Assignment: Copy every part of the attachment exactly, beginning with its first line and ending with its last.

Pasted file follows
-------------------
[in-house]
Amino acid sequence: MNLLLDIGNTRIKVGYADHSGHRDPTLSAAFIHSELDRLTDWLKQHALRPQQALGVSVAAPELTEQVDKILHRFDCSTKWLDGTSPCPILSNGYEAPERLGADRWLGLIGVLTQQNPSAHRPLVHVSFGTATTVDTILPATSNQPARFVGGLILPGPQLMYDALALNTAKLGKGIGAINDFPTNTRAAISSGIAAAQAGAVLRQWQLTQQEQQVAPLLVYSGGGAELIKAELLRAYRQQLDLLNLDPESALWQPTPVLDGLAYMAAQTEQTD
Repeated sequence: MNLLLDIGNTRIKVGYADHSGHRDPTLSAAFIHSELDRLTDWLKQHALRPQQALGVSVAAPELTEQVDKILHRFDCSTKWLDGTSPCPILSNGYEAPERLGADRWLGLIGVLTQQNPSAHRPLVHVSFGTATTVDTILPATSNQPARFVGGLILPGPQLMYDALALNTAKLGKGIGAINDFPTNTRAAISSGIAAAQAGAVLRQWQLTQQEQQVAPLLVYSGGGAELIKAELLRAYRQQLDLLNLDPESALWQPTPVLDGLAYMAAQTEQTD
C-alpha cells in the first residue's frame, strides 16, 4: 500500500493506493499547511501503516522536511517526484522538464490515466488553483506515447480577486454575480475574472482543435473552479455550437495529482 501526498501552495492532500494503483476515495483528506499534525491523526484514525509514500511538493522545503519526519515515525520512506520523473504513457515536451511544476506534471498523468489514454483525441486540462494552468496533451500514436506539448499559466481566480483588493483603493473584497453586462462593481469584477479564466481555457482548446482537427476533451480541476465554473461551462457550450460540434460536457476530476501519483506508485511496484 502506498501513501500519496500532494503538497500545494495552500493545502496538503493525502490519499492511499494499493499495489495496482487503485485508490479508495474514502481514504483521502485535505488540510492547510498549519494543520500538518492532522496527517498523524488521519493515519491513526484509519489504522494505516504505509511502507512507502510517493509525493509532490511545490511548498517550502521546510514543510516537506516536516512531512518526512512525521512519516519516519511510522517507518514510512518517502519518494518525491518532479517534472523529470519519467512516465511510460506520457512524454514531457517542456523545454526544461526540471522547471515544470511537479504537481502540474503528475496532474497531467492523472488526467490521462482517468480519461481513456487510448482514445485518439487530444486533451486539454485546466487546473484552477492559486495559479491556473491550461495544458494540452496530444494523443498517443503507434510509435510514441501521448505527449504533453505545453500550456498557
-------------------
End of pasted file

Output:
[in-house]
Amino acid sequence: MNLLLDIGNTRIKVGYADHSGHRDPTLSAAFIHSELDRLTDWLKQHALRPQQALGVSVAAPELTEQVDKILHRFDCSTKWLDGTSPCPILSNGYEAPERLGADRWLGLIGVLTQQNPSAHRPLVHVSFGTATTVDTILPATSNQPARFVGGLILPGPQLMYDALALNTAKLGKGIGAINDFPTNTRAAISSGIAAAQAGAVLRQWQLTQQEQQVAPLLVYSGGGAELIKAELLRAYRQQLDLLNLDPESALWQPTPVLDGLAYMAAQTEQTD
Repeated sequence: MNLLLDIGNTRIKVGYADHSGHRDPTLSAAFIHSELDRLTDWLKQHALRPQQALGVSVAAPELTEQVDKILHRFDCSTKWLDGTSPCPILSNGYEAPERLGADRWLGLIGVLTQQNPSAHRPLVHVSFGTATTVDTILPATSNQPARFVGGLILPGPQLMYDALALNTAKLGKGIGAINDFPTNTRAAISSGIAAAQAGAVLRQWQLTQQEQQVAPLLVYSGGGAELIKAELLRAYRQQLDLLNLDPESALWQPTPVLDGLAYMAAQTEQTD
C-alpha cells in the first residue's frame, strides 16, 4: 500500500493506493499547511501503516522536511517526484522538464490515466488553483506515447480577486454575480475574472482543435473552479455550437495529482 501526498501552495492532500494503483476515495483528506499534525491523526484514525509514500511538493522545503519526519515515525520512506520523473504513457515536451511544476506534471498523468489514454483525441486540462494552468496533451500514436506539448499559466481566480483588493483603493473584497453586462462593481469584477479564466481555457482548446482537427476533451480541476465554473461551462457550450460540434460536457476530476501519483506508485511496484 502506498501513501500519496500532494503538497500545494495552500493545502496538503493525502490519499492511499494499493499495489495496482487503485485508490479508495474514502481514504483521502485535505488540510492547510498549519494543520500538518492532522496527517498523524488521519493515519491513526484509519489504522494505516504505509511502507512507502510517493509525493509532490511545490511548498517550502521546510514543510516537506516536516512531512518526512512525521512519516519516519511510522517507518514510512518517502519518494518525491518532479517534472523529470519519467512516465511510460506520457512524454514531457517542456523545454526544461526540471522547471515544470511537479504537481502540474503528475496532474497531467492523472488526467490521462482517468480519461481513456487510448482514445485518439487530444486533451486539454485546466487546473484552477492559486495559479491556473491550461495544458494540452496530444494523443498517443503507434510509435510514441501521448505527449504533453505545453500550456498557